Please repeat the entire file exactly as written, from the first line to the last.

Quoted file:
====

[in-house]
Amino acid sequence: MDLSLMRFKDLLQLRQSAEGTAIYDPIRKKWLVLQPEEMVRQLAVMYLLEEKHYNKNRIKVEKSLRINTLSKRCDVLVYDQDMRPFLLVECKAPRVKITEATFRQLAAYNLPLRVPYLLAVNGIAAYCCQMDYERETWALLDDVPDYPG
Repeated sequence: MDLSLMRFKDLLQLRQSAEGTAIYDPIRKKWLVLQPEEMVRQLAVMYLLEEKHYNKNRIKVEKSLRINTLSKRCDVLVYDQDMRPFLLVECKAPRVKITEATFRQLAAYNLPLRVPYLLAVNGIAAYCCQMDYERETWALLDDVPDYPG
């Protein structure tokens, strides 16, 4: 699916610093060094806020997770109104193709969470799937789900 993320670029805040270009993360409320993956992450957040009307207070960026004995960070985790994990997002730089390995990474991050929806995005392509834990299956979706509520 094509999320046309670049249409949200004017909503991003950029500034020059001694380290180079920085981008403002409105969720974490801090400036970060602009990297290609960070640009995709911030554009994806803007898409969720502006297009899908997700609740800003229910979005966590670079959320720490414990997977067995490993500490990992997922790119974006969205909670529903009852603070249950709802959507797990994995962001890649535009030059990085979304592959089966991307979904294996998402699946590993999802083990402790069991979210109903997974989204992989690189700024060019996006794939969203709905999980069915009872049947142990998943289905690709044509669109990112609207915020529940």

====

[in-house]
Amino acid sequence: MDLSLMRFKDLLQLRQSAEGTAIYDPIRKKWLVLQPEEMVRQLAVMYLLEEKHYNKNRIKVEKSLRINTLSKRCDVLVYDQDMRPFLLVECKAPRVKITEATFRQLAAYNLPLRVPYLLAVNGIAAYCCQMDYERETWALLDDVPDYPG
Repeated sequence: MDLSLMRFKDLLQLRQSAEGTAIYDPIRKKWLVLQPEEMVRQLAVMYLLEEKHYNKNRIKVEKSLRINTLSKRCDVLVYDQDMRPFLLVECKAPRVKITEATFRQLAAYNLPLRVPYLLAVNGIAAYCCQMDYERETWALLDDVPDYPG
């Protein structure tokens, strides 16, 4: 699916610093060094806020997770109104193709969470799937789900 993320670029805040270009993360409320993956992450957040009307207070960026004995960070985790994990997002730089390995990474991050929806995005392509834990299956979706509520 094509999320046309670049249409949200004017909503991003950029500034020059001694380290180079920085981008403002409105969720974490801090400036970060602009990297290609960070640009995709911030554009994806803007898409969720502006297009899908997700609740800003229910979005966590670079959320720490414990997977067995490993500490990992997922790119974006969205909670529903009852603070249950709802959507797990994995962001890649535009030059990085979304592959089966991307979904294996998402699946590993999802083990402790069991979210109903997974989204992989690189700024060019996006794939969203709905999980069915009872049947142990998943289905690709044509669109990112609207915020529940």